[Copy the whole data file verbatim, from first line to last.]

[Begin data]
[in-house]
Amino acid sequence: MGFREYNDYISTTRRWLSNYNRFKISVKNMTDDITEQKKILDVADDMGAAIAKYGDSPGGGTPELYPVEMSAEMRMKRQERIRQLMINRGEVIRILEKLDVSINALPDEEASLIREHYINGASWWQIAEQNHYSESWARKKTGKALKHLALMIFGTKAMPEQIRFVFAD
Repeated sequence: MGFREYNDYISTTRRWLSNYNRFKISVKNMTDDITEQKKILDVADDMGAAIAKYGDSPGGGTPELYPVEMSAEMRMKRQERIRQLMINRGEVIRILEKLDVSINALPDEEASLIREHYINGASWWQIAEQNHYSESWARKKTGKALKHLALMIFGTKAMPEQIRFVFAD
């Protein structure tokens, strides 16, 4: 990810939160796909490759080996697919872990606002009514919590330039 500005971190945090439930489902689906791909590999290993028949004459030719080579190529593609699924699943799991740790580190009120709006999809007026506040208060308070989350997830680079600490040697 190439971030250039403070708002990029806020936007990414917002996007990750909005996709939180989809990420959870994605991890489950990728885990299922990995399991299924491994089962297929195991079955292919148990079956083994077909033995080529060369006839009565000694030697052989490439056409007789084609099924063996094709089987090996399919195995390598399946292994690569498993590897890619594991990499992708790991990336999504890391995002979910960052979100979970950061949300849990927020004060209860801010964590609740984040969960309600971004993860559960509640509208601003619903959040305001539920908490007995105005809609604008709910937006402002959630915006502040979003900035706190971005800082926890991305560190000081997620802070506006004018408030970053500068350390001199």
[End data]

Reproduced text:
[in-house]
Amino acid sequence: MGFREYNDYISTTRRWLSNYNRFKISVKNMTDDITEQKKILDVADDMGAAIAKYGDSPGGGTPELYPVEMSAEMRMKRQERIRQLMINRGEVIRILEKLDVSINALPDEEASLIREHYINGASWWQIAEQNHYSESWARKKTGKALKHLALMIFGTKAMPEQIRFVFAD
Repeated sequence: MGFREYNDYISTTRRWLSNYNRFKISVKNMTDDITEQKKILDVADDMGAAIAKYGDSPGGGTPELYPVEMSAEMRMKRQERIRQLMINRGEVIRILEKLDVSINALPDEEASLIREHYINGASWWQIAEQNHYSESWARKKTGKALKHLALMIFGTKAMPEQIRFVFAD
């Protein structure tokens, strides 16, 4: 990810939160796909490759080996697919872990606002009514919590330039 500005971190945090439930489902689906791909590999290993028949004459030719080579190529593609699924699943799991740790580190009120709006999809007026506040208060308070989350997830680079600490040697 190439971030250039403070708002990029806020936007990414917002996007990750909005996709939180989809990420959870994605991890489950990728885990299922990995399991299924491994089962297929195991079955292919148990079956083994077909033995080529060369006839009565000694030697052989490439056409007789084609099924063996094709089987090996399919195995390598399946292994690569498993590897890619594991990499992708790991990336999504890391995002979910960052979100979970950061949300849990927020004060209860801010964590609740984040969960309600971004993860559960509640509208601003619903959040305001539920908490007995105005809609604008709910937006402002959630915006502040979003900035706190971005800082926890991305560190000081997620802070506006004018408030970053500068350390001199």